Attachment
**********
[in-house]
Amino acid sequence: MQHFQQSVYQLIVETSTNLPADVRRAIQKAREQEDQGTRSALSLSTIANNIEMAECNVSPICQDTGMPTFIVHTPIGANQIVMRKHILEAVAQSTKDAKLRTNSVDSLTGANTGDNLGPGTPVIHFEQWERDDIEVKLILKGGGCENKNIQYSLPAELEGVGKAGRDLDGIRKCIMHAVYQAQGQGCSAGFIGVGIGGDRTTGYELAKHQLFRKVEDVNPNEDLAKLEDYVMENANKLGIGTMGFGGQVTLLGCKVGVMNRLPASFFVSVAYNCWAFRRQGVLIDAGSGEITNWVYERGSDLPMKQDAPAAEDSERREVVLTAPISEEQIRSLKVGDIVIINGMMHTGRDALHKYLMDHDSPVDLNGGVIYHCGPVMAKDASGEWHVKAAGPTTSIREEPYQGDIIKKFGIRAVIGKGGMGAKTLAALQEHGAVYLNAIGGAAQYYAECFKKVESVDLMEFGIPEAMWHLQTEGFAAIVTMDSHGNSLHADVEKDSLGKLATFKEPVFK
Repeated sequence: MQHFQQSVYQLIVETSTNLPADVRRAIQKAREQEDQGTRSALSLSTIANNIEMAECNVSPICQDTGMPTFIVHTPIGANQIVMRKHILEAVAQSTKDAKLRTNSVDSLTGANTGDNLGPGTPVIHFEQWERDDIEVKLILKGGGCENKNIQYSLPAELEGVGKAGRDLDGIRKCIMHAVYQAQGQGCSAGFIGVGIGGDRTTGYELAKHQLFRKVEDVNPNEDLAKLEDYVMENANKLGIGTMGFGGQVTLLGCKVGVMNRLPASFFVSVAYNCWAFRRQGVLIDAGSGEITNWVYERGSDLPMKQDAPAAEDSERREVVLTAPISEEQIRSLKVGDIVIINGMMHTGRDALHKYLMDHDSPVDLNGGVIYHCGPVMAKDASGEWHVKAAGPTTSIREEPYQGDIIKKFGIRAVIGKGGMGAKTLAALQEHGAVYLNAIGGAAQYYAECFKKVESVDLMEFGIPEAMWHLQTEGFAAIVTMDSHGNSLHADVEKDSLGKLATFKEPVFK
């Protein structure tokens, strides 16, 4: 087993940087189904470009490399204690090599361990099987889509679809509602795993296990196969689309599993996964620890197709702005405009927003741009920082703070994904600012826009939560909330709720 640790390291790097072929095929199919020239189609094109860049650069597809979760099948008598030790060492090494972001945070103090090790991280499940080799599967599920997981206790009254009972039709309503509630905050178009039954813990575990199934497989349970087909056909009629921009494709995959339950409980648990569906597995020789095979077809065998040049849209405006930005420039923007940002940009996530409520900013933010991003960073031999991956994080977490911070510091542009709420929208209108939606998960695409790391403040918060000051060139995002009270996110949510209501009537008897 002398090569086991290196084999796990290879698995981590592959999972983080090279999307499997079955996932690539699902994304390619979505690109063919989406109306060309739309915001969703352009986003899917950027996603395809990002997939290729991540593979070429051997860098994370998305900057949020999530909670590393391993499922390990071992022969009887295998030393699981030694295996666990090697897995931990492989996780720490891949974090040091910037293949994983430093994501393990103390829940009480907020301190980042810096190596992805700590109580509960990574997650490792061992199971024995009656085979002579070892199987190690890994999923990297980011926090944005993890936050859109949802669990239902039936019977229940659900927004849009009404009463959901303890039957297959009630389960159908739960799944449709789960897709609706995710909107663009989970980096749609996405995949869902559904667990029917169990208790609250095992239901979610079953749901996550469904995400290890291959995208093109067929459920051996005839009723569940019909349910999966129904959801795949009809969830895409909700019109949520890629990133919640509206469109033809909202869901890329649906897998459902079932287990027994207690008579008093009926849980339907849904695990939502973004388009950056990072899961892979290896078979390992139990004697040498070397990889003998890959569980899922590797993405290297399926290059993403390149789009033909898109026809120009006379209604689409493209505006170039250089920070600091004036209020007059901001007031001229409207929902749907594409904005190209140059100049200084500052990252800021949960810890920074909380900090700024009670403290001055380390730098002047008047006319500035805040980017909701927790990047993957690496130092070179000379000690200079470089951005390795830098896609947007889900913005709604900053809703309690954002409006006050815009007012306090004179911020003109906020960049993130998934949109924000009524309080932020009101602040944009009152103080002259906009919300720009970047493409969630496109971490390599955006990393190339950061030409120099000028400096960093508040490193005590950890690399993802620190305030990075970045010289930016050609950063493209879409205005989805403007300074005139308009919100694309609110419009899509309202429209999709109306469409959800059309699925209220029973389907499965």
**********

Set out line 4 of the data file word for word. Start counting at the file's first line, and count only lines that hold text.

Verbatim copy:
């Protein structure tokens, strides 16, 4: 087993940087189904470009490399204690090599361990099987889509679809509602795993296990196969689309599993996964620890197709702005405009927003741009920082703070994904600012826009939560909330709720 640790390291790097072929095929199919020239189609094109860049650069597809979760099948008598030790060492090494972001945070103090090790991280499940080799599967599920997981206790009254009972039709309503509630905050178009039954813990575990199934497989349970087909056909009629921009494709995959339950409980648990569906597995020789095979077809065998040049849209405006930005420039923007940002940009996530409520900013933010991003960073031999991956994080977490911070510091542009709420929208209108939606998960695409790391403040918060000051060139995002009270996110949510209501009537008897 002398090569086991290196084999796990290879698995981590592959999972983080090279999307499997079955996932690539699902994304390619979505690109063919989406109306060309739309915001969703352009986003899917950027996603395809990002997939290729991540593979070429051997860098994370998305900057949020999530909670590393391993499922390990071992022969009887295998030393699981030694295996666990090697897995931990492989996780720490891949974090040091910037293949994983430093994501393990103390829940009480907020301190980042810096190596992805700590109580509960990574997650490792061992199971024995009656085979002579070892199987190690890994999923990297980011926090944005993890936050859109949802669990239902039936019977229940659900927004849009009404009463959901303890039957297959009630389960159908739960799944449709789960897709609706995710909107663009989970980096749609996405995949869902559904667990029917169990208790609250095992239901979610079953749901996550469904995400290890291959995208093109067929459920051996005839009723569940019909349910999966129904959801795949009809969830895409909700019109949520890629990133919640509206469109033809909202869901890329649906897998459902079932287990027994207690008579008093009926849980339907849904695990939502973004388009950056990072899961892979290896078979390992139990004697040498070397990889003998890959569980899922590797993405290297399926290059993403390149789009033909898109026809120009006379209604689409493209505006170039250089920070600091004036209020007059901001007031001229409207929902749907594409904005190209140059100049200084500052990252800021949960810890920074909380900090700024009670403290001055380390730098002047008047006319500035805040980017909701927790990047993957690496130092070179000379000690200079470089951005390795830098896609947007889900913005709604900053809703309690954002409006006050815009007012306090004179911020003109906020960049993130998934949109924000009524309080932020009101602040944009009152103080002259906009919300720009970047493409969630496109971490390599955006990393190339950061030409120099000028400096960093508040490193005590950890690399993802620190305030990075970045010289930016050609950063493209879409205005989805403007300074005139308009919100694309609110419009899509309202429209999709109306469409959800059309699925209220029973389907499965």